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Bulletin board system

A bulletin board system or BBS is a computer system running software that allows users to dial into the system over phone lines and perform functions such as downloading software and data, uploading data, reading news, and exchanging messages with other users. Most BBSs were run as a hobby by the "sysop" (system operator) and not for commercial purposes.

Bulletin board systems were in many ways a precursor to the modern form of the World Wide Web and other aspects of the Internet. BBSs were more of a social phenomenon and were used for meeting people and having discussions in message boards. The BBS was also a local phenomenon, as one had to dial into a BBS with a phone line and would have to pay long distance charges for a BBS out of the local area. Thus, many of a BBS's users lived in the same area and it was common for a BBS to hold a BBS Meet, where all of the users would gather and meet face to face.

A typical BBS has:

  • A computer
  • One or more modems
  • One or more phone lines
  • A BBS software package
  • A sysop - system operator

The BBS software usually provided:

  • Login screen
  • Welcome screen
  • One or more message bases[?]
  • File download area
  • File upload area (sometimes)
  • Online games (usually single player or only a single active player at a given time)
  • A doorway to 3rd party online games
  • Usage auditing capabilities
  • Multi-user chat (more common in later multi-line BBSs)

BBSs grew in popularity from the late 1970s to the early 1990s and have greatly declined in popularity with the rise of the Internet in the middle/late 1990s. BBSs were so popular that a major monthly magazine "Computer Shopper" would carry a list of BBSs along with a brief abstract of each offering. The first BBS, CBBS, was created on February 16, 1978 in Chicago, Illinois.

BBSs were painfully slow at the original 110 and 300 baud modems used, but speed was acceptable at with 1200 bps modems and faster ones, which led to their first increase in popularity. Most of the information was presented in ASCII with ANSI escape codes, though some did offer graphics, particularly after the rise in popularity of the GIF image format. Such use of graphics taxed available bandwidth, so there was considerable demand for faster modems, going from 1200 to 2400, 9600, 14400, 28800, and finally 57600 bps (close to the theoretical limit of what a standard phone line can carry).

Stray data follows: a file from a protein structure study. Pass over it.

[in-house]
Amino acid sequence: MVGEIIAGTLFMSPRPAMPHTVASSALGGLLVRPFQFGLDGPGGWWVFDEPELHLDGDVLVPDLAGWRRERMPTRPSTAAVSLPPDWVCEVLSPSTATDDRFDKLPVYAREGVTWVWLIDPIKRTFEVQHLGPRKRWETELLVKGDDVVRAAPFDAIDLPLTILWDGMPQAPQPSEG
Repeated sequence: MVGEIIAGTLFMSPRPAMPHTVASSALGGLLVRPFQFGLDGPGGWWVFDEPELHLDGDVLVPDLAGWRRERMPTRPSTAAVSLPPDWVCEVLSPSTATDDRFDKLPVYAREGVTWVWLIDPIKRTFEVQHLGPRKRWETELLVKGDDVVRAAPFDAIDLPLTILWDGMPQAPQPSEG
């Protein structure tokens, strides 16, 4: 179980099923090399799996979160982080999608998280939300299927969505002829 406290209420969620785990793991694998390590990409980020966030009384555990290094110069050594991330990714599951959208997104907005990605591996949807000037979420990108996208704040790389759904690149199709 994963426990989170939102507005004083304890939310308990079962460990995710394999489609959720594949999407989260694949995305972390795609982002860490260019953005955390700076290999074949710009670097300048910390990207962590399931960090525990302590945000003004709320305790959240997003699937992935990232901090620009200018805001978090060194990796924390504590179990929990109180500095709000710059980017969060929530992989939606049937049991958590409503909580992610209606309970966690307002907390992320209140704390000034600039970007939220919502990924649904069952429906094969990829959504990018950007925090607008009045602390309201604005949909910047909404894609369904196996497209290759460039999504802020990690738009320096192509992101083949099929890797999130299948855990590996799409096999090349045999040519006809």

Before commercial Internet access became common, networks of BBSs provided regional and international e-mail and message bases. Some even provided gateways by which members could send/receive e-mail to/from the Internet. Fairly elaborate schemes allowed users to download binary files, search gopherspace, and interact with distant programs, all using plaintext e-mail. Most BBS networks were not linked in realtime. Instead, each would dial up the next in line, and/or a regional hub, at preset intervals to exchange files. The largest BBS network was Fidonet, which is still widely used outside of the United States.

During the 1990s there were also several BBS systems connected directly to the Internet, removing the necessity of direct dial-up and consequently attracting a more geographically diverse user base. Most of these systems ran on derivations of a code package called Citadel. A few are still (2002) extant.


Much of the "Shareware" and "Free software" movements were started via sharing software through BBSs. A notable example was Phil Katz's PKARC (and later PKZIP, using the same algorithm that WinZip now uses). Also Wolfenstein 3d and Doom from ID Software. And many Apogee games.

See also:

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